Dunne: We have to hold our hands up
Soccer:Richard Dunne emerged from Ireland training this morning a pale imitation of his usual self, broken, it seems, from the pounding he and his defence have taken in the opening two games of Euro 2012.The Dubliner has for years been seen as the cornerstone of Giovanni Trapattoni's side and will be remembered for numerous heroic performances, but the manner in which Ireland have conceded seven goals in defeats to Croatia and Spain in the last week is hurting him now.
“It’s heartbreaking,” he said in Gdynia today. “It’s your dream to go and play in the championships and play well and be brilliant. And it’s just not happened for us, so it’s heartbreaking. As much as we want to do well, we know we haven’t. We are playing against teams that are better than us and it’s hard to accept that our best at the moment isn’t good enough.”
That’s it for Dunne, there are no tactical issues, just a gap in quality.
“We were just playing against a different standard of teams and as much as we want to be the best we have to hold our hands up, we are being beaten by better teams at the moment.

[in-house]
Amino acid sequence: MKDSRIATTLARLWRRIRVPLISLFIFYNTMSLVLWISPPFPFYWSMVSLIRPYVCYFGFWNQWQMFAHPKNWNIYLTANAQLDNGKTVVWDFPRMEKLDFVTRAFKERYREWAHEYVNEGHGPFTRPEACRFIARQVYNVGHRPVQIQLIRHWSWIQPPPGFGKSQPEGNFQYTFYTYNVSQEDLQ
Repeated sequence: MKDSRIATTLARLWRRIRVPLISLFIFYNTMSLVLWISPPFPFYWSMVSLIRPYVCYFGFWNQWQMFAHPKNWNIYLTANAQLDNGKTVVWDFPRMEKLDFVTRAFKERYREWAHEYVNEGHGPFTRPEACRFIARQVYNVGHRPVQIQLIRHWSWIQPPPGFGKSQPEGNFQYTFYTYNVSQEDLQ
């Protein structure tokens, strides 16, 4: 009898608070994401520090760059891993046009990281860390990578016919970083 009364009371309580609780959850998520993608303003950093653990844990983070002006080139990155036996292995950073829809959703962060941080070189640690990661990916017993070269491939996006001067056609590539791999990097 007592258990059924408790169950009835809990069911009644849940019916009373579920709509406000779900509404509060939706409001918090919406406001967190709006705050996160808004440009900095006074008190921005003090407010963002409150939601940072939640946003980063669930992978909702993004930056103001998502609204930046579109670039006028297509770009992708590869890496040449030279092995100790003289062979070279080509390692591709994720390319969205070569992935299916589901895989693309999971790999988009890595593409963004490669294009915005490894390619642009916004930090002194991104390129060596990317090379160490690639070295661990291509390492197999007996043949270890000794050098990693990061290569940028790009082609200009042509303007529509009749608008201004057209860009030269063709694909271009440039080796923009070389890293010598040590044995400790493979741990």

“Hopefully on Monday night we can do our thing and stamp our authority on the game. We are going there to win, that’s the aim against the Italians and hopefully we can get something.”
The most depressing stat dragged up since the 4-0 defeat to Spain this week, is one relating to an unthinkable 3-0 defeat on Monday. If that happens, Ireland will, in terms of bare statistics, be the poorest performers in the history of the European Championships.
They need a big game, they need to produce.
“We have to. We have to straight away. We need to make sure we can get through the first 10 minutes without conceding a goal. Its another game, we’re representing our country so, regardless of how we feel inside, we have to go and give 100 per cent and make sure we turn the hurt into passion and win the game.
“We don’t want to go home because we don’t want to go home feeling like we are. If we win on Monday night it restores a bit of pride, not just in Irish football but in ourselves. There’s more hurt than anyone can imagine, so for ourselves we need to win a game.”
Those early goals have hurt Ireland most. Mario Manszukic’s third minute opener in Poznan and Fernando Torres’s fourth minute strike have deprived Dunne and his team-mates of a chance to settle in to either game.
“We did everything we possibly could, you have to hold your hands up. Our normal game is pressure, pressure, pressure and the teams are too good. It might have been a different tournament if we got through the first 10 minutes in both games. That's the one regret, if we could have got through them we might have seen a different game we might have grown a little bit, we’ve just not had the chance.
The manager has suggested it’s a “psychological problem” but Dunne’s not so sure.
“I just think it’s a complete coincidence that they scored. It happens. I don’t think it’s anything. It's not like it’s this reason or that reason. It’s a game of football they scored in the first minute and it kills you.”